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Mexico’s Catholic church is at war against Donald Trump’s border wall

Reuters/Max Ross
The Church has thoughts on the Mexican state.
Published Last updated This article is more than 2 years old.

The archdiocese of Mexico City has made its judgement: Mexicans who help build a border wall between the US and Mexico are traitors.

“The shame is that, on this side of the border, there are Mexicans ready to collaborate with a fanatic project that destroys the good relation in the collaboration of two nations that share a common frontier,” reads the editorial in Desde la Fe, a weekly publication by the Mexican archdiocese, published Mar. 26 (link in Spanish). According to the column signed by the newsroom, over 500 Mexican companies have expressed interest in working on the wall that US president Donald Trump has proposed building along the length of the US-Mexico border.

Pope Francis in Rome has only indirectly criticized Trump’s border wall. But his representatives in Mexico are fiercely attacking the White House’s immigration policies, despite the Catholic church’s traditional support of US conservatives’ social positions, like anti-abortion advocacy.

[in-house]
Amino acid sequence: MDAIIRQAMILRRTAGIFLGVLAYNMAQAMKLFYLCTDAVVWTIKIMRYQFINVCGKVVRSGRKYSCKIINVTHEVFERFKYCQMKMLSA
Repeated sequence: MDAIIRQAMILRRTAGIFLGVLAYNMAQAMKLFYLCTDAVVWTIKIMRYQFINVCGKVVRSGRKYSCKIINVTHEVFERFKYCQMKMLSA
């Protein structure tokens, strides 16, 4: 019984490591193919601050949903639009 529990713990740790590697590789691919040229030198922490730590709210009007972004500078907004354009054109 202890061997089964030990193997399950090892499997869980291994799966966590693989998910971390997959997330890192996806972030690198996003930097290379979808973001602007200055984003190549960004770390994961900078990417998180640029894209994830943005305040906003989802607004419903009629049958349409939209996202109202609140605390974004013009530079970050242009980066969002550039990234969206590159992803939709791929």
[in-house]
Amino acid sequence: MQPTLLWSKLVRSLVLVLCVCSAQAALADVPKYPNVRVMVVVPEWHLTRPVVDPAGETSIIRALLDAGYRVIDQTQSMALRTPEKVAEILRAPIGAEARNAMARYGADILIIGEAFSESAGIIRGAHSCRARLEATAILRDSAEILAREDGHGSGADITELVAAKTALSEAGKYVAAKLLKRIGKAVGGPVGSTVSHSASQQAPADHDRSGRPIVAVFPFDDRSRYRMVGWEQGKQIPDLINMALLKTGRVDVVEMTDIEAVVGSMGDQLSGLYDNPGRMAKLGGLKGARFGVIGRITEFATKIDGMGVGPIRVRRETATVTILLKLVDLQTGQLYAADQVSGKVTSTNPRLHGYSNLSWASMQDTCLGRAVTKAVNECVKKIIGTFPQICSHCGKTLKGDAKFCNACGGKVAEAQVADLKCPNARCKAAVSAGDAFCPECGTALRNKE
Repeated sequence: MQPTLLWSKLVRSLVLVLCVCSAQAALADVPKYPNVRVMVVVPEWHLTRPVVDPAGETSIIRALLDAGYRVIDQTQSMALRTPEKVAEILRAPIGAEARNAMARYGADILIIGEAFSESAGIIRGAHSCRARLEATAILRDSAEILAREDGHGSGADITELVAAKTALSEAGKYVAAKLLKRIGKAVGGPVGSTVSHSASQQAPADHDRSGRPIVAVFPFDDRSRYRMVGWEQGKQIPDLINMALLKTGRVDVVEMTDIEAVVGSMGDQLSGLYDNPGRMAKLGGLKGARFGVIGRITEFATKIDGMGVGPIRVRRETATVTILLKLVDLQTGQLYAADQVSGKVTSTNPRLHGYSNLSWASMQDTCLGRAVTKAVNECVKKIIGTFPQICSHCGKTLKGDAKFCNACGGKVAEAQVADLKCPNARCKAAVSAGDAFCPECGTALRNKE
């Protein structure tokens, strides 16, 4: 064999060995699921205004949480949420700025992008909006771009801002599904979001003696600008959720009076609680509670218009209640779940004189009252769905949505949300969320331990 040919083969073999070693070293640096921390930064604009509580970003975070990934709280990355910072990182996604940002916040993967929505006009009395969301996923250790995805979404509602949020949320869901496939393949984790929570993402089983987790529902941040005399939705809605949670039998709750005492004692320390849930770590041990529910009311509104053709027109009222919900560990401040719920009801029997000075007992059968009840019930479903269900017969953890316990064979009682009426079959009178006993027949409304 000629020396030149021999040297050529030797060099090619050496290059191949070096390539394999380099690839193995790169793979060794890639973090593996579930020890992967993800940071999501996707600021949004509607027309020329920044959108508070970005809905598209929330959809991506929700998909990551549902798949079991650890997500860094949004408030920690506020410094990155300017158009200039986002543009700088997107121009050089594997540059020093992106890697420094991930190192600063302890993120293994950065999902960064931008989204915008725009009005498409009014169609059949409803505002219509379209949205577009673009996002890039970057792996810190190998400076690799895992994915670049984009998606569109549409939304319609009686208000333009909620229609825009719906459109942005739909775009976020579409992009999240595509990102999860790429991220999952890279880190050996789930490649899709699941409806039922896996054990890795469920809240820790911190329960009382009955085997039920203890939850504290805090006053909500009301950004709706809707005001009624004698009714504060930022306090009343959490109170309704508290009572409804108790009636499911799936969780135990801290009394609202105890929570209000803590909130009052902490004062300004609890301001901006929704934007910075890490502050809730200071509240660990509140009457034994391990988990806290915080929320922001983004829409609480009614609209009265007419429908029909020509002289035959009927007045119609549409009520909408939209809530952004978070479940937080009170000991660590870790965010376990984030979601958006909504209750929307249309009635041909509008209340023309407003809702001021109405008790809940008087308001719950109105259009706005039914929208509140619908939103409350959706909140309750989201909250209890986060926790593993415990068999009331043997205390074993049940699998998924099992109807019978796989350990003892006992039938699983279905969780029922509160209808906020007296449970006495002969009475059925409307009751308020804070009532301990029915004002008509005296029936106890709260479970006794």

This week’s editorial about the US-Mexico border wall is just the latest in a series of accusatory columns published by Desde la Fe, which serves as the voice of the church in Mexico. The country has one of the largest Catholic populations in the world, with 81% of its citizens identifying as Catholic.

In past months, the publication has taken a harsh view of Trump’s plans to deport undocumented migrants from the United States and has described his plan to build a border wall as a violation of human rights and “terrorismo migratorio” (migrant terrorism; link in Spanish). “What Mr. Trump does isn’t just an application of inhumane legalism, but a veritable act of terror,” the publication wrote on Feb. 26, criticizing a White House executive order that encourages raids and deportation of undocumented residents.

Former president Barack Obama has also received harsh criticism for deportation. Before Trump moved into the White House, Desde la Fe described Obama’s plan to legalize some immigrants as a mere ”hypocritical alibi” for the US government’s bigger plan to get rid of Mexican immigrants.

The Mexican church isn’t just attacking the new White House from afar. It’s also criticizing the local government’s “tepid” position (link in Spanish) for permitting “a catastrophe that is hovering on our people.” According to the editorial, the Mexican government should ban local companies from building Trump’s wall.

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